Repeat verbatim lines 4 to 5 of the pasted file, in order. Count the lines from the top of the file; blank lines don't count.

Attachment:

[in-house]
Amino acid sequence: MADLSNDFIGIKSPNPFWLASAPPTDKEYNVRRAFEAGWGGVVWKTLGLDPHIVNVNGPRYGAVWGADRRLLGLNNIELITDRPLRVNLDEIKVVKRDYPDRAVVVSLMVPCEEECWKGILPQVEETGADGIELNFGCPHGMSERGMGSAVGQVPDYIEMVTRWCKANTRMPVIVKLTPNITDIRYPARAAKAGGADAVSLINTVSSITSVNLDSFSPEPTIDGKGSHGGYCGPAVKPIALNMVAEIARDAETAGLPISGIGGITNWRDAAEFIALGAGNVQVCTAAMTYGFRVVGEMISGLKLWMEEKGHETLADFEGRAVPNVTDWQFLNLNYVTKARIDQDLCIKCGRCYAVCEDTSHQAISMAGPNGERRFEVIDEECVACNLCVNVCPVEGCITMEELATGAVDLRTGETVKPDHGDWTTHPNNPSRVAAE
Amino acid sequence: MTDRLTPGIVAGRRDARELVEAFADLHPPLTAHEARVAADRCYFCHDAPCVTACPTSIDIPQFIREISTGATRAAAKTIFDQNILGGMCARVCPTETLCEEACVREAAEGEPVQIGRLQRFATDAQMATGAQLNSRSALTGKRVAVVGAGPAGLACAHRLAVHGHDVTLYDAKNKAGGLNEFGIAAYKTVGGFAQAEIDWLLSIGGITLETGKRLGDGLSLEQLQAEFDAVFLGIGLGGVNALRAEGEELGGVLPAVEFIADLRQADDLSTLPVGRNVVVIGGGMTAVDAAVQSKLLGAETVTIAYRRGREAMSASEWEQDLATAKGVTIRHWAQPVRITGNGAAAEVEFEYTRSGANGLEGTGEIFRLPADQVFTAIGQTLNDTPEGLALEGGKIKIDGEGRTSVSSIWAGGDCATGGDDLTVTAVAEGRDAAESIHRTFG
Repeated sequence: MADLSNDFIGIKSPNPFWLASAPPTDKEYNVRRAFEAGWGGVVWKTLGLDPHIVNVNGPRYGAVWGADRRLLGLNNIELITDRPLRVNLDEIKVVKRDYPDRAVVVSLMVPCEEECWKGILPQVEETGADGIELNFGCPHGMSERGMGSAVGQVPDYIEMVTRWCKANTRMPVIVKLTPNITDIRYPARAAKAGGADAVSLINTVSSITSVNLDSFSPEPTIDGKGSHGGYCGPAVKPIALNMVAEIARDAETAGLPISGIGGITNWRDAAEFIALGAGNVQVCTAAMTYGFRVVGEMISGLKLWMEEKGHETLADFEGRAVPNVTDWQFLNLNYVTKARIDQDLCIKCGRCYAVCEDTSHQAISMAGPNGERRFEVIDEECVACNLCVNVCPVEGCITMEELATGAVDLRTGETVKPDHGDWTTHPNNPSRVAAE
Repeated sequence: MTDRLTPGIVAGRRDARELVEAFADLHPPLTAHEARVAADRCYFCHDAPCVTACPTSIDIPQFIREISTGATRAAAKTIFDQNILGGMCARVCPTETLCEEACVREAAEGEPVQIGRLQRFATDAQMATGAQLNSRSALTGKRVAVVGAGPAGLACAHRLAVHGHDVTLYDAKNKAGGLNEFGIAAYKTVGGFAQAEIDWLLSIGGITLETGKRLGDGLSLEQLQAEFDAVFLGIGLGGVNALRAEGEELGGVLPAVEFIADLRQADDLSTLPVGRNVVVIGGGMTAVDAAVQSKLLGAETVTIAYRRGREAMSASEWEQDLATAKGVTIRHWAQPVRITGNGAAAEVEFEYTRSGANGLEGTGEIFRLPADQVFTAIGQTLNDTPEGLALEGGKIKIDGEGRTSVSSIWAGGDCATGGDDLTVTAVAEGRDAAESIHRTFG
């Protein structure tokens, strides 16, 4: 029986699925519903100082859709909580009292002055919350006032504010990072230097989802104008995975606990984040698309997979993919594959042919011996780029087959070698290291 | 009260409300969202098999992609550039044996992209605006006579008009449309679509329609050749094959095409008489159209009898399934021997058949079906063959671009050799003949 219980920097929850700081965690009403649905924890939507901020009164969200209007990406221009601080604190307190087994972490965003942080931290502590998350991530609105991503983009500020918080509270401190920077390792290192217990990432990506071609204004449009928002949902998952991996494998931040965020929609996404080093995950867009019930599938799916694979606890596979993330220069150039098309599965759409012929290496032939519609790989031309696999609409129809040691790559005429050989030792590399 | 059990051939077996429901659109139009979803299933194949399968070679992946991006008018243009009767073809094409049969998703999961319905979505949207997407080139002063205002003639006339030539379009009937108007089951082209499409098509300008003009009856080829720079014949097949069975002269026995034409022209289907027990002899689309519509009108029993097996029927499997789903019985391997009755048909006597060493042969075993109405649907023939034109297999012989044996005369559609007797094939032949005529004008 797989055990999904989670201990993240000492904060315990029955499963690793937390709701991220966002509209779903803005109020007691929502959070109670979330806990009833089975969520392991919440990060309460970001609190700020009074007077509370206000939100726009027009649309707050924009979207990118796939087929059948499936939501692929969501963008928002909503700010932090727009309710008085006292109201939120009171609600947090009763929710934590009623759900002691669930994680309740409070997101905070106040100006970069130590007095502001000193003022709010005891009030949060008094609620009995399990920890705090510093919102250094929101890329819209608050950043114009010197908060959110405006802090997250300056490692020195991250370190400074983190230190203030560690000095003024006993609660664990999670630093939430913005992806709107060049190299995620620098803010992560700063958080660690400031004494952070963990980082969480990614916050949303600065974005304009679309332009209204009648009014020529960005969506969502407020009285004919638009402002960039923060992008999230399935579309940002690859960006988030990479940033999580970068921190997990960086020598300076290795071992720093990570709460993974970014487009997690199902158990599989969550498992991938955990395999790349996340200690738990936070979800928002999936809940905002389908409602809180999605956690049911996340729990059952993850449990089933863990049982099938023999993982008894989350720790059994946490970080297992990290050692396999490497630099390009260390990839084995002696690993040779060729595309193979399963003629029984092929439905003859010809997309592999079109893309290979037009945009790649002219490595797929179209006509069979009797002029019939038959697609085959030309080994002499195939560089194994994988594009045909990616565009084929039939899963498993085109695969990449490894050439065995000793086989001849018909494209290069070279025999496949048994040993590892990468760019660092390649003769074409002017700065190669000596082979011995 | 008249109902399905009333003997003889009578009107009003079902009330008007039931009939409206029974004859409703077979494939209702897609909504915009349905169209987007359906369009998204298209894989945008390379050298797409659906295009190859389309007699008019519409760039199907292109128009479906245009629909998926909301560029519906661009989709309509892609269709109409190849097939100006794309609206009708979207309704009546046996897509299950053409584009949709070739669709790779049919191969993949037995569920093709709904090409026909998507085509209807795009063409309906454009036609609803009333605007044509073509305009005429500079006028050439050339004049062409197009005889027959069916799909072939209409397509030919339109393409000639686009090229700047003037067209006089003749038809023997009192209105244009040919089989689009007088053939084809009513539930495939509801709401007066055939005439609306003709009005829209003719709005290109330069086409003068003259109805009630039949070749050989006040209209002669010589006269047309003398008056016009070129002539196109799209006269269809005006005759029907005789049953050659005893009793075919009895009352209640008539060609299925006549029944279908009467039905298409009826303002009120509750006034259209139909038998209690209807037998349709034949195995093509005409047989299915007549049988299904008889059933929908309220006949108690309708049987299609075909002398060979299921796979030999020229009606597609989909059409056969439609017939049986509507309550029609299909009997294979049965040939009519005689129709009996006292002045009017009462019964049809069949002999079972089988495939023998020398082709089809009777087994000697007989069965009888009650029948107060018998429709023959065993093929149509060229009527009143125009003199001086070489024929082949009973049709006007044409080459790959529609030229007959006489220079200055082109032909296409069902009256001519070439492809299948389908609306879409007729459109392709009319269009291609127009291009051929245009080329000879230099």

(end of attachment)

Repeated sequence: MADLSNDFIGIKSPNPFWLASAPPTDKEYNVRRAFEAGWGGVVWKTLGLDPHIVNVNGPRYGAVWGADRRLLGLNNIELITDRPLRVNLDEIKVVKRDYPDRAVVVSLMVPCEEECWKGILPQVEETGADGIELNFGCPHGMSERGMGSAVGQVPDYIEMVTRWCKANTRMPVIVKLTPNITDIRYPARAAKAGGADAVSLINTVSSITSVNLDSFSPEPTIDGKGSHGGYCGPAVKPIALNMVAEIARDAETAGLPISGIGGITNWRDAAEFIALGAGNVQVCTAAMTYGFRVVGEMISGLKLWMEEKGHETLADFEGRAVPNVTDWQFLNLNYVTKARIDQDLCIKCGRCYAVCEDTSHQAISMAGPNGERRFEVIDEECVACNLCVNVCPVEGCITMEELATGAVDLRTGETVKPDHGDWTTHPNNPSRVAAE
Repeated sequence: MTDRLTPGIVAGRRDARELVEAFADLHPPLTAHEARVAADRCYFCHDAPCVTACPTSIDIPQFIREISTGATRAAAKTIFDQNILGGMCARVCPTETLCEEACVREAAEGEPVQIGRLQRFATDAQMATGAQLNSRSALTGKRVAVVGAGPAGLACAHRLAVHGHDVTLYDAKNKAGGLNEFGIAAYKTVGGFAQAEIDWLLSIGGITLETGKRLGDGLSLEQLQAEFDAVFLGIGLGGVNALRAEGEELGGVLPAVEFIADLRQADDLSTLPVGRNVVVIGGGMTAVDAAVQSKLLGAETVTIAYRRGREAMSASEWEQDLATAKGVTIRHWAQPVRITGNGAAAEVEFEYTRSGANGLEGTGEIFRLPADQVFTAIGQTLNDTPEGLALEGGKIKIDGEGRTSVSSIWAGGDCATGGDDLTVTAVAEGRDAAESIHRTFG